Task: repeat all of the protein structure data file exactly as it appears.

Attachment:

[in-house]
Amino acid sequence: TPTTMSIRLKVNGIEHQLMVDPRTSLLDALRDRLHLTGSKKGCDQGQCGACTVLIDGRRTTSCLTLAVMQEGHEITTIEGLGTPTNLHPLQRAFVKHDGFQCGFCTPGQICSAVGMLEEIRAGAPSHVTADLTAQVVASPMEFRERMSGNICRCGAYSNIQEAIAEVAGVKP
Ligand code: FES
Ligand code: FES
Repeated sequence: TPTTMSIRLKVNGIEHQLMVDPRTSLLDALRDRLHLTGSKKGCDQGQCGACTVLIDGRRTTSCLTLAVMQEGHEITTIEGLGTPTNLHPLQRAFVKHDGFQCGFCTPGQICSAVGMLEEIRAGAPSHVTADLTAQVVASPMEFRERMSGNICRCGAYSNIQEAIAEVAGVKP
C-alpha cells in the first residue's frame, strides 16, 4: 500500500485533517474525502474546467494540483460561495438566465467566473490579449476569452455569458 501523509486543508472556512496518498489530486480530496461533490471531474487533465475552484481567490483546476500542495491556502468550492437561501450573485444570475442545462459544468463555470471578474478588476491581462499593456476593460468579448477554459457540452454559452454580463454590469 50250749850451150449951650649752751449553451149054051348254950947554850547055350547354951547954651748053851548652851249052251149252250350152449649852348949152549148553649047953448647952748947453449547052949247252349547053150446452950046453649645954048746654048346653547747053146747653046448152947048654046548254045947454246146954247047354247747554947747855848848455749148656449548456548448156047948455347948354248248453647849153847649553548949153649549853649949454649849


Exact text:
[in-house]
Amino acid sequence: TPTTMSIRLKVNGIEHQLMVDPRTSLLDALRDRLHLTGSKKGCDQGQCGACTVLIDGRRTTSCLTLAVMQEGHEITTIEGLGTPTNLHPLQRAFVKHDGFQCGFCTPGQICSAVGMLEEIRAGAPSHVTADLTAQVVASPMEFRERMSGNICRCGAYSNIQEAIAEVAGVKP
Ligand code: FES
Ligand code: FES
Repeated sequence: TPTTMSIRLKVNGIEHQLMVDPRTSLLDALRDRLHLTGSKKGCDQGQCGACTVLIDGRRTTSCLTLAVMQEGHEITTIEGLGTPTNLHPLQRAFVKHDGFQCGFCTPGQICSAVGMLEEIRAGAPSHVTADLTAQVVASPMEFRERMSGNICRCGAYSNIQEAIAEVAGVKP
C-alpha cells in the first residue's frame, strides 16, 4: 500500500485533517474525502474546467494540483460561495438566465467566473490579449476569452455569458 501523509486543508472556512496518498489530486480530496461533490471531474487533465475552484481567490483546476500542495491556502468550492437561501450573485444570475442545462459544468463555470471578474478588476491581462499593456476593460468579448477554459457540452454559452454580463454590469 50250749850451150449951650649752751449553451149054051348254950947554850547055350547354951547954651748053851548652851249052251149252250350152449649852348949152549148553649047953448647952748947453449547052949247252349547053150446452950046453649645954048746654048346653547747053146747653046448152947048654046548254045947454246146954247047354247747554947747855848848455749148656449548456548448156047948455347948354248248453647849153847649553548949153649549853649949454649849